Chicago Theatre Review
Things That Go Bump in the Night
GHOSTS and Zombies – Akvavit Theatre
In the theatrical canon of famed 19th century Norwegian playwright Henrik Ibsen, known for such important, yet, at the time shocking dramas, such as “Hedda Gabler,” “A Doll’s House” and “The Master Builder,” his play “Ghosts” was especially controversial. Considered to be the father of theatrical realism, Ibsen’s plays were often looked upon as blasphemous and reprehensible. Morality, dramatic literature and acting styles have all evolved considerably since Victorian times. The themes and plots of the late 1800’s no longer disgust or scandalize us and this melodramatic acting comes off as humorous today.
Using this comedic theatrical style as a springboard, Swedish playwright Gustav Tenby has taken what was once called “one of Ibsen’s most outrageous plays” and made it feel contemporary. This play deals with everything from strong, independent women, religious zeal and extramarital affairs to incest, venereal disease, drugs and euthanasia; Tenby has melded all of this with 21st century theatergoers’ obsession with zombies and the undead. Translated by Chad Eric Bergman, Tenby has adapted and satirized this classic by combining it with what today’s audiences want. While modernizing the script, Tenby has given it a definite absurdist, yet melodramatic twist.
Mrs. Alving (energetic, articulate and accomplished actress, Marsha Harman), an intelligent middle-aged widow, is living comfortably in the house she once shared with her deceased (or is he?) scoundrel of a husband. She’s waited upon by pretty, young Regina Engstrand (spunky Almanya Narula), her maid and, secretly, her daughter, sired by the late Captain Alving with Johanna, one of his many floozies. Mrs. Alving’s grown son Osvald (played with confidence and earnest enthusiasm by Micah Kronlokken) returns home from Paris, where he’s been living as an aspiring artist. He’s delighted to find that Regina, the love of his life, is still living with his mother. What he doesn’t know is that his girlfriend is also his half-sister.
Jacob Engstrand, a physically handicapped wheeler-dealer (played with spit and vinegar by Joshua K. Harris) who married Regina’s birth mother, hounds his stepdaughter, Regina, and everyone else, for money to build a Home for Wayward Sailors, a codeword for a bawdyhouse. The town’s fervent, leering religious leader, Pastor Manders (passionately and aggressively portrayed by Jeremy Trager), is a frequent visitor to the house, forever counseling Mrs. Alving with his bombastic declamations. He’s arrived this dark and stormy night to bless the new orphanage that Mrs. Alving built with the money her late husband left her. When the orphanage later burns to the ground, Osvald and Regina learn the truth about their relationship. Mrs. Alving also discovers that not only is her son suffering from syphilis but he wants her to put him out of his misery. But this is where “Ghosts” becomes a zombie story.
Director Breahan Pautsch has chosen to overemphasize Ibsen’s bounty of bizarre events, while infusing her off-the-wall production with over-the-top melodrama. The artificiality is refreshingly countered by Marsha Harman’s strong, realistic portrayal of Mrs. Alving, who alone seems to be residing in the modern world. The remaining characters sound properly Victorian, particularly Jeremy Trager as a hell-and-brimstone Pastor Manders. The blend of “The Walking Dead” with Ibsen is truly inspired, very creative and quite fun. Blood and guts are flung everywhere, and there’s a splatter zone, in which audiences may don protective parkas. This production is the equivalent of visiting a Halloween Haunted House populated with a zombie cast of some of the city’s most accomplished actors.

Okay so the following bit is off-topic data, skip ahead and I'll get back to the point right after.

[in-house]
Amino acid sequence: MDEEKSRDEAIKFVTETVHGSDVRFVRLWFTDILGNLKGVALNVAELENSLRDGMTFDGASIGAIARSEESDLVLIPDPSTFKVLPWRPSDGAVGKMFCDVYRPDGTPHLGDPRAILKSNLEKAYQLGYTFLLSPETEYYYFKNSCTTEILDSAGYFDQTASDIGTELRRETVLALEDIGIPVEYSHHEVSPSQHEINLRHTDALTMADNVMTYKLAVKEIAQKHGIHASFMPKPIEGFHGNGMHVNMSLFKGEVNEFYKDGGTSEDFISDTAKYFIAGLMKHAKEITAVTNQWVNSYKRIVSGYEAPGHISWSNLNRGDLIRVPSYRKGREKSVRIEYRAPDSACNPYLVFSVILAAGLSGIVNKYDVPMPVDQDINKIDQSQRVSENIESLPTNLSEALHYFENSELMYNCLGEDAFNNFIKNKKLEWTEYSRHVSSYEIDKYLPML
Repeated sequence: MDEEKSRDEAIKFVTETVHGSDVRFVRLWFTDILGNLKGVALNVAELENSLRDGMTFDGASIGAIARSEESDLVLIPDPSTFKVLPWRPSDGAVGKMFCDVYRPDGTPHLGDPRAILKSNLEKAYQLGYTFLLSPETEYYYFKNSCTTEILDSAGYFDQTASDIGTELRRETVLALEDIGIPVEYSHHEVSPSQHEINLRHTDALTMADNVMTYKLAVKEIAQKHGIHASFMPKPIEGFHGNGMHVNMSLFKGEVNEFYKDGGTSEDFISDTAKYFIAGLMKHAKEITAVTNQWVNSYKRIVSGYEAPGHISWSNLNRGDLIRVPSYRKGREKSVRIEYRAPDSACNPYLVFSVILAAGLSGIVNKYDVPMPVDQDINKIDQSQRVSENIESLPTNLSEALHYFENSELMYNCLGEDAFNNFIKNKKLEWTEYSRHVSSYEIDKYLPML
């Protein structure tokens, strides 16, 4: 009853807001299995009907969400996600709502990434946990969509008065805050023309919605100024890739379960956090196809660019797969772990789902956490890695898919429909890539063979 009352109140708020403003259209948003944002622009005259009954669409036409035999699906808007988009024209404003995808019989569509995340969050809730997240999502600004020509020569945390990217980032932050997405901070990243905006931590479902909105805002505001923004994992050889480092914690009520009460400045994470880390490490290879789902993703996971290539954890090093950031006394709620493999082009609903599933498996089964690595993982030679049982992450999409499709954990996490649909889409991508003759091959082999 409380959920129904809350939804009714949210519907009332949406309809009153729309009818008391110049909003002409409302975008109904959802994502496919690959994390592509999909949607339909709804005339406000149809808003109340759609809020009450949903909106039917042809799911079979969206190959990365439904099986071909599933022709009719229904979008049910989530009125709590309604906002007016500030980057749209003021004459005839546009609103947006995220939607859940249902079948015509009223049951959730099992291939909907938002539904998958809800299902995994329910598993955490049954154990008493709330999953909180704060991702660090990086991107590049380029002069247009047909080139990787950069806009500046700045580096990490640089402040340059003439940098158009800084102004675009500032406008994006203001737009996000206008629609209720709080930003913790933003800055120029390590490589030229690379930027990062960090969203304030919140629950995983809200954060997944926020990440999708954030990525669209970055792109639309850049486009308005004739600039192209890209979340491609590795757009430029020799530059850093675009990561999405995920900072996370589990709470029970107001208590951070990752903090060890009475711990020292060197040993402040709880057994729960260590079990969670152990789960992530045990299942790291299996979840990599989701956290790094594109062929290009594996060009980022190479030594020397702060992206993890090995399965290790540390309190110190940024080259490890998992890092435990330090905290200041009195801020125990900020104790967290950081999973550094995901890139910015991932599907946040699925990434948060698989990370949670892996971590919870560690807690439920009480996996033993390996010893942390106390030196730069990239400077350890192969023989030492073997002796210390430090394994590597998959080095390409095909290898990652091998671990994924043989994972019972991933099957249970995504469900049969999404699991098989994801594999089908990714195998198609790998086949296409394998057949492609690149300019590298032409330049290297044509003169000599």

This bizarrely unorthodox adaptation beautifully parodies the Ibsen classic with things that go bump in the night, but it could benefit from some judicious editing. The past still continues to revisit the present, but not like Scrooge’s iconic Christmas Eve visitors. However, within all the chaos and conflict stuffed into this play, the melodramatic style of the original piece is wisely played for humor. It sometimes feels a little uneven, as if the absurdity could be elevated even further with some of the characters.
Most of the humor is a result of Breahan Pautsch’s fine direction, balancing between her realistically modern interpretation and the play’s demand for melodrama. Chad Eric Bergman’s solarium scenic design, Rachel Sypniewski’s period perfect costumes, David Goodman-Edberg’s eerie lighting, Nigel Harsch’s wonderful original musical score and sound design and, especially, Leticha Guillaud’s imaginative props make this production reek with Halloween horror. Special kudos go to Bethany Weise’s hair and makeup and a superb violence design, courtesy of R&D Choreography. Everything else is simply a collection of ghosts, courtesy of Henrik Ibsen. As October 31st draws near, theatergoers searching for a quirky, scary production with a contemporary bent will find this zombie-infested comedy to be their best choice.
Reviewed by Colin Douglas
Presented September 28-October 29 by Akvavit Theatre at Strawdog Theatre, 1802 W. Berenice, Chicago.
Tickets are available in person at the box office on show nights, or by going to www.chicagonordic.org.
Additional information about this and other area productions can be found by visiting www.theatreinchicago.com.